Tellor’s Official X Account Hacked in Phony TRB Airdrop Scam

A recent report from PeckShield Alert brought to light that Tellor’s official X (formerly known as Twitter) account, @WeAreTellor, fell victim to a cunning phishing scam.

#PeckShieldAlert Tellor’s X (formerly Twitter) account (@WeAreTellor) has been hacked pic.twitter.com/WwP9GSdMCe
— PeckShieldAlert (@PeckShieldAlert) November 3, 2023

In a concerning turn of events, attackers masquerading as Tellor posed a substantial threat to users by promising a generous TRB airdrop, only to lead them into a perilous trap.

A misleading tweet surfaced, proclaiming, “The $TRB airdrop is live on an EVM chain near you…” and redirecting users to a deceptive tellor[.]co website that strikingly resembled the genuine Tellor URL.

Adding to the treachery, a subsequent tweet falsely asserted that “$75,000 had already been claimed from our TRB airdrop,” perpetuating the phishing link in an attempt to siphon off funds from unsuspecting victims.

Swiftly, PeckShield Alert sounded the alarm, issuing a warning that the “Claim your TRB” message and accompanying link were components of a cunning phishing scheme.

The perpetrators behind this malevolent operation sought to exploit the trust of crypto enthusiasts.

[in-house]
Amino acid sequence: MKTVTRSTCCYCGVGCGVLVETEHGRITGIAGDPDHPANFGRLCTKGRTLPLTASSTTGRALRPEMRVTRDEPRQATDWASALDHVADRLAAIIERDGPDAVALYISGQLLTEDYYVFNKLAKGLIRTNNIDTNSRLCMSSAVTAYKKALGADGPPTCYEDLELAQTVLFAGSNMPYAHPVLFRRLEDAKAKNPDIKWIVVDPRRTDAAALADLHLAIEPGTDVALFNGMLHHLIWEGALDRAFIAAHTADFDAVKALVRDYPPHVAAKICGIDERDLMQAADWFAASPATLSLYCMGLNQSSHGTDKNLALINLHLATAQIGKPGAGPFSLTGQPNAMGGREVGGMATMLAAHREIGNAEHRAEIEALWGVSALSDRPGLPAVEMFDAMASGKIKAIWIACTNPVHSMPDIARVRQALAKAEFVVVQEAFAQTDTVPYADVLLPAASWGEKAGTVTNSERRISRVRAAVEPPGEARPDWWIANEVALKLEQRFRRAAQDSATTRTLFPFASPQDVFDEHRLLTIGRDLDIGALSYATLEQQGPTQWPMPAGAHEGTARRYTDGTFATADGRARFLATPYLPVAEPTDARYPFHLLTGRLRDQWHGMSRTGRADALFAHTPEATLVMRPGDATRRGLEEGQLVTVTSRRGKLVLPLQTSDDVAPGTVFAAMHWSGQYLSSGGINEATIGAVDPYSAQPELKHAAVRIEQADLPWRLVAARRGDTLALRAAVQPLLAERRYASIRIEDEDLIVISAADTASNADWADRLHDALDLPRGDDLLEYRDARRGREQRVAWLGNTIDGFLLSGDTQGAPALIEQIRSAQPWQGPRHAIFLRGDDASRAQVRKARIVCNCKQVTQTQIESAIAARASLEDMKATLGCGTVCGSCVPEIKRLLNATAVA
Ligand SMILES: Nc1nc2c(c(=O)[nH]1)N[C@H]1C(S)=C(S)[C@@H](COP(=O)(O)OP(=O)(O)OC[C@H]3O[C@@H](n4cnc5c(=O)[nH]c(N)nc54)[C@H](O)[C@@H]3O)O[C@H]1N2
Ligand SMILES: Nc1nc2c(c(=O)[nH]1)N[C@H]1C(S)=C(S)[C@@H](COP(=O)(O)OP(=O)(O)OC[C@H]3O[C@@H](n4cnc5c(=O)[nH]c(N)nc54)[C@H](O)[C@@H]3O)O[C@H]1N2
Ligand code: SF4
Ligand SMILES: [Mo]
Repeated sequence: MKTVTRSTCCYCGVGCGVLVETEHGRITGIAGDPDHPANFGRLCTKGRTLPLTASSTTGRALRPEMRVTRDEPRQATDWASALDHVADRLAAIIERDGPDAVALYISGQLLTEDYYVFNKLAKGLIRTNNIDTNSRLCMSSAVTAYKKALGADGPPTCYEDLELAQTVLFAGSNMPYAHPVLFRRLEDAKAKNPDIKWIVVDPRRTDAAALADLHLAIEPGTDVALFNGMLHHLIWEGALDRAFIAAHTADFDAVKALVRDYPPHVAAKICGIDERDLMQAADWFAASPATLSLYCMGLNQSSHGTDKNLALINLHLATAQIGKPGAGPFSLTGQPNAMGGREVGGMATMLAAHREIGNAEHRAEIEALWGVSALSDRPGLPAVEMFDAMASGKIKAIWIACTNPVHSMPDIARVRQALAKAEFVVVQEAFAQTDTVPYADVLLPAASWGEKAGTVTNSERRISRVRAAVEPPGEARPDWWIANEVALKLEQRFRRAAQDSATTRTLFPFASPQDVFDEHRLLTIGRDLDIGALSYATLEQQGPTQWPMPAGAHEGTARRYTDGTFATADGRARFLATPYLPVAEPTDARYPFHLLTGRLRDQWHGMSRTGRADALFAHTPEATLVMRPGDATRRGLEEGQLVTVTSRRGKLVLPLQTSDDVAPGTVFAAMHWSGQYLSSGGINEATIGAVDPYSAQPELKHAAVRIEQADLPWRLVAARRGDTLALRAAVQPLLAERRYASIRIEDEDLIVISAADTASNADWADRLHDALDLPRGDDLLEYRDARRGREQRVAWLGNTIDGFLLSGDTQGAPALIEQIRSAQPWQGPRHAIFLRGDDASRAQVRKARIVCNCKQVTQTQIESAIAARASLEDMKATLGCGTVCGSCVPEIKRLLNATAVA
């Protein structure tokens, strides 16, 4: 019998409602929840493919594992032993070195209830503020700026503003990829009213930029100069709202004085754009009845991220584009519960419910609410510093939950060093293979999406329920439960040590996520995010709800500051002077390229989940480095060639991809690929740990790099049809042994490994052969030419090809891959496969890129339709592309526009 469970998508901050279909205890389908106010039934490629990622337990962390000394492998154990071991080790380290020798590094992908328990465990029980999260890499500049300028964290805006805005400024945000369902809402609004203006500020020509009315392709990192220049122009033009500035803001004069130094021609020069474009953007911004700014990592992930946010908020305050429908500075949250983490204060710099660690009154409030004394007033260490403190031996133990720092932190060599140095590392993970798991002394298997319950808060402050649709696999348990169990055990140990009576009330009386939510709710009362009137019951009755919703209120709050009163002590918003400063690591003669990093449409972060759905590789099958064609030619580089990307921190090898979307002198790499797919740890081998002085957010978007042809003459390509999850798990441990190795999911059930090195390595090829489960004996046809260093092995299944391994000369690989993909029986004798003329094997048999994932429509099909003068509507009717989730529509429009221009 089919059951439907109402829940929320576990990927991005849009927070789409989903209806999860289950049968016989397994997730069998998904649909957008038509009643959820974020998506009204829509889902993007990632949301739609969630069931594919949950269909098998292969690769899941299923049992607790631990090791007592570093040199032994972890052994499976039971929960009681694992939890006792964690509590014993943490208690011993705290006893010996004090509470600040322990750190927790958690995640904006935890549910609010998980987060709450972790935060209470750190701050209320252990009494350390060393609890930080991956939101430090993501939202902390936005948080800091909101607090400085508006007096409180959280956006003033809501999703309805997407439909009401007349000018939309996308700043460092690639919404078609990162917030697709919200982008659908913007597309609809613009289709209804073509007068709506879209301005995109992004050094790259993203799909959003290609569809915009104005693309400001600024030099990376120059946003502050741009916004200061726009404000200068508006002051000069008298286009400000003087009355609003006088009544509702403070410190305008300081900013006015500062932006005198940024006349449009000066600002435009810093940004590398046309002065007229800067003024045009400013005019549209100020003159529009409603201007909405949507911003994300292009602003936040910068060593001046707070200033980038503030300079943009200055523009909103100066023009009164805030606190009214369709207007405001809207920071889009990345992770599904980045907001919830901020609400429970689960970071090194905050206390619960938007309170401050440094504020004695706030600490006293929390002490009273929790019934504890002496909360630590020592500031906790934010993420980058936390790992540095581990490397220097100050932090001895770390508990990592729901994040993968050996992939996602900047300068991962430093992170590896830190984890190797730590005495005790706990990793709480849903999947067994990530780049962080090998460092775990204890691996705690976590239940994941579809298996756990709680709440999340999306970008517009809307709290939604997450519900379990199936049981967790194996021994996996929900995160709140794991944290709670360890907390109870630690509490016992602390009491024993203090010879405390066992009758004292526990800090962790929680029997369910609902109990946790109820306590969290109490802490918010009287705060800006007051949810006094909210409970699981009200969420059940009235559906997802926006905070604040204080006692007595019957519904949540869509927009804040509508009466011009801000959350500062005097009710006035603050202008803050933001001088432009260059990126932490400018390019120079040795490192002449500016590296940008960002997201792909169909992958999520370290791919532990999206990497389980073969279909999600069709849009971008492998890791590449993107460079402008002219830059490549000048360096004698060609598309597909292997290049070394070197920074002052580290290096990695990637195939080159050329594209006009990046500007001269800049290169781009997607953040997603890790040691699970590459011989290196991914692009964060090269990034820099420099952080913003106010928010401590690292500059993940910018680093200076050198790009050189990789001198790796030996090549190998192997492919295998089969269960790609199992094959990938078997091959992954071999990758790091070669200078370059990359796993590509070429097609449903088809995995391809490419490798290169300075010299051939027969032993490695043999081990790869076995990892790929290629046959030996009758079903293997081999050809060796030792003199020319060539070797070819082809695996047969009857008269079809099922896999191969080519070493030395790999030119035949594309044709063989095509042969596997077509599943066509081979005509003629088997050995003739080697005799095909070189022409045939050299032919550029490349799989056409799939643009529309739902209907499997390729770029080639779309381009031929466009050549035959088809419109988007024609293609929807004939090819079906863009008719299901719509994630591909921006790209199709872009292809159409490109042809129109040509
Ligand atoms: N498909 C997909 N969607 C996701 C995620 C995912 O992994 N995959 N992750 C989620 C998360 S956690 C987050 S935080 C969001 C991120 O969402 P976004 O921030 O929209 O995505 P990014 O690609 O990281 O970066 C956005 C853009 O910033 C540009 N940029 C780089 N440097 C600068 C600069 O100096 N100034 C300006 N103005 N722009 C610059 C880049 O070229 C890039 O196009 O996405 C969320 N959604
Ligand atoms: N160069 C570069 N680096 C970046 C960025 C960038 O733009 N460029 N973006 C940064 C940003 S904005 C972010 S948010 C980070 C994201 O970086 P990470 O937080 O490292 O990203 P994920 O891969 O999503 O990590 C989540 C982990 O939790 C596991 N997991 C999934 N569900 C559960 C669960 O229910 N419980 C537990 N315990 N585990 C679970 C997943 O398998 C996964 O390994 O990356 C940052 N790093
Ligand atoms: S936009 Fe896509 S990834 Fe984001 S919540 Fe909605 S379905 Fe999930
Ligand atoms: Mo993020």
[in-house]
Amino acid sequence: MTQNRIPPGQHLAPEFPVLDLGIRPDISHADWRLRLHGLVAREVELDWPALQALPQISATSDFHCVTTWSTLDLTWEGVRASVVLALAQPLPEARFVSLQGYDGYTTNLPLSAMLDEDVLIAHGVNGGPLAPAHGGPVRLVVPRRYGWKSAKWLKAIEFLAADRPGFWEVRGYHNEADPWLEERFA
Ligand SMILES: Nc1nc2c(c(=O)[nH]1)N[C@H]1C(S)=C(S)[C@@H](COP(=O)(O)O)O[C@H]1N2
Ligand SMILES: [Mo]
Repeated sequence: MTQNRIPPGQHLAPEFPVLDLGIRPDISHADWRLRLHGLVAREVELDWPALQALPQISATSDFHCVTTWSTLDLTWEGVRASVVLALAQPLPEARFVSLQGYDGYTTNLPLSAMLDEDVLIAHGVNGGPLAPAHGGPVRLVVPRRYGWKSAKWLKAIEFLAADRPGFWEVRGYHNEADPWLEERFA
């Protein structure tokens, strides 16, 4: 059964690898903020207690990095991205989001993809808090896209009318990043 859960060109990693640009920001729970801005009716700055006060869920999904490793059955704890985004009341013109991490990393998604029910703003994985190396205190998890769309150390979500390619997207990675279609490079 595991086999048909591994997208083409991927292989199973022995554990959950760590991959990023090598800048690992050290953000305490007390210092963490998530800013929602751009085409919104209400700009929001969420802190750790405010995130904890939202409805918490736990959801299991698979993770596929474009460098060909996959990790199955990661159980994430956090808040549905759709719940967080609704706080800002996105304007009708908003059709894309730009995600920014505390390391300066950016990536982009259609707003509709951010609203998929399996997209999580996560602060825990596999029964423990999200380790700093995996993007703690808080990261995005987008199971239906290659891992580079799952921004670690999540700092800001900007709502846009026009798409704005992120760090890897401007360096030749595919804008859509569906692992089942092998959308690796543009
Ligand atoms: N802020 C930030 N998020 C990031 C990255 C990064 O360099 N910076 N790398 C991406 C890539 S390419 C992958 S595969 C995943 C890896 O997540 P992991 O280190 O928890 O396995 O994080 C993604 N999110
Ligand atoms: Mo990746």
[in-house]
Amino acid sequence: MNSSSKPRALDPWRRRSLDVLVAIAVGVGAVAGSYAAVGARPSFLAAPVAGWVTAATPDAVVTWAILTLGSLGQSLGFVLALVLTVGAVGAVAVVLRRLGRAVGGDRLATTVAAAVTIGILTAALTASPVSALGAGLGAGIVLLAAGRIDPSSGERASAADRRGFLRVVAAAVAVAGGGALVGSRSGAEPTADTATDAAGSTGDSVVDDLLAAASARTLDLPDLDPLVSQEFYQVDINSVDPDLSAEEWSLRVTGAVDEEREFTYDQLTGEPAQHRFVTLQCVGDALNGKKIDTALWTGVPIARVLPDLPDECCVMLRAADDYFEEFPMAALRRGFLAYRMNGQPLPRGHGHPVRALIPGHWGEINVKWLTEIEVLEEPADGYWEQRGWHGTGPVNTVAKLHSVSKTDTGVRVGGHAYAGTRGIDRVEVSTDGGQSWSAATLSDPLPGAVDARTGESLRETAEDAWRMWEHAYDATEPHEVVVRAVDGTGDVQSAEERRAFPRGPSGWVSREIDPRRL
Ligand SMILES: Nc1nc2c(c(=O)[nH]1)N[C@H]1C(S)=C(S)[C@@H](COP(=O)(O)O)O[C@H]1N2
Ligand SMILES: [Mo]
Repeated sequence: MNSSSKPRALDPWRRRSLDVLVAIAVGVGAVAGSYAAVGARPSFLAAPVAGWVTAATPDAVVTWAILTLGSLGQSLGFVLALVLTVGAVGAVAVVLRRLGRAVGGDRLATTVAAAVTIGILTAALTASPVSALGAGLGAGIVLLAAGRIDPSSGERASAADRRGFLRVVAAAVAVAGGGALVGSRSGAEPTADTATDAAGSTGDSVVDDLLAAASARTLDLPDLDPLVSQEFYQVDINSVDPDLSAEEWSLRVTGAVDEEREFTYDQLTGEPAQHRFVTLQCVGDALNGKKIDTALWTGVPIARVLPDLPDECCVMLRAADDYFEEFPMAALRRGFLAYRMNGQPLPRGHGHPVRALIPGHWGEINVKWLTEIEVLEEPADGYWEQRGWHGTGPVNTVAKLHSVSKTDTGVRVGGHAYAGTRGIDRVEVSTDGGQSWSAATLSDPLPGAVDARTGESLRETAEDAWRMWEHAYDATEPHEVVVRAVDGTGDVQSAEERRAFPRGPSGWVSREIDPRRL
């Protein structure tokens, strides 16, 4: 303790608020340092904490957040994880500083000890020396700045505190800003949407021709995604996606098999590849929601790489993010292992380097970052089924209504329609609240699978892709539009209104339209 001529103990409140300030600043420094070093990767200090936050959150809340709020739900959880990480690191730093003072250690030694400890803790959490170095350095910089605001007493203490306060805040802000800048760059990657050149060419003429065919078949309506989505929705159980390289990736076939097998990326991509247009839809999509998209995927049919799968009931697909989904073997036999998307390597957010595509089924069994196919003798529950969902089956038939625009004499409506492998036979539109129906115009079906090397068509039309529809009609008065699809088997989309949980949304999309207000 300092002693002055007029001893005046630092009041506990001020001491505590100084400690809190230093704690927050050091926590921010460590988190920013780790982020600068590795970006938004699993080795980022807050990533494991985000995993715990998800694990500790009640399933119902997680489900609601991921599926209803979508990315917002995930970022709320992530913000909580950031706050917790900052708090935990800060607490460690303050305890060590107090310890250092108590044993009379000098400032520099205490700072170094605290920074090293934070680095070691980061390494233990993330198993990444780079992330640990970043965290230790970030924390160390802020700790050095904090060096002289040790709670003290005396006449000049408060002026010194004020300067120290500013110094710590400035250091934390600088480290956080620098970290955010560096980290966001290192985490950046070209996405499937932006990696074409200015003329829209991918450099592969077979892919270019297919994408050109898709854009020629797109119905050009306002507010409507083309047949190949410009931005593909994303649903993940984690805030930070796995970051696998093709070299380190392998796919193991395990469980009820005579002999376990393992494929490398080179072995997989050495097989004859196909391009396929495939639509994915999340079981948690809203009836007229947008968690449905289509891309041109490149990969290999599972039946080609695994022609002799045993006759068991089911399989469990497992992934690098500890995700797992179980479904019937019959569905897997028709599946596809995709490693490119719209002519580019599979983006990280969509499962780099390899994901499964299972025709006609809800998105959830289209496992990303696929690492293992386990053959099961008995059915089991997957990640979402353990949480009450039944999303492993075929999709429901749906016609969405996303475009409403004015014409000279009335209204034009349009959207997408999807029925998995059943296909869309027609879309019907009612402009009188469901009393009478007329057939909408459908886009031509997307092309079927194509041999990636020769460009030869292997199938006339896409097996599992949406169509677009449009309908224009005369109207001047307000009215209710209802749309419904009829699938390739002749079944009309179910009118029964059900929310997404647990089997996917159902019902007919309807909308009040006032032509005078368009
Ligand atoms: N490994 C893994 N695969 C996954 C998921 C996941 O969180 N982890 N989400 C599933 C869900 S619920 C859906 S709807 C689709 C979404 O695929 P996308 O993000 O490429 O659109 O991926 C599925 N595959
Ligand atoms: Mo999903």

To shield themselves from potential losses, users were advised to exercise caution, steering clear of crypto giveaway promotions on social media, and instead, access Tellor’s official website directly.

Tellor’s team acted promptly, confirming on their Discord channel that the announcements were fraudulent, and there was no ongoing airdrop event.

They urged the community to abstain from clicking any links or sharing wallet information, emphasising the importance of vigilance.

In a screenshot shared by PeckShield Alert, a troubling revelation emerged.

Aegis Web3 identified “tellor.co” as a phishing site, posing a significant menace to unsuspecting users.

It is important to note that these malicious sites often harbour sinister intentions, including the theft of private keys, the duping of users into providing token approvals, or enticing them into purchasing deceptive tokens.

* Original content written by Coinlive. Coinbold is licensed to distribute this content by Coinlive.

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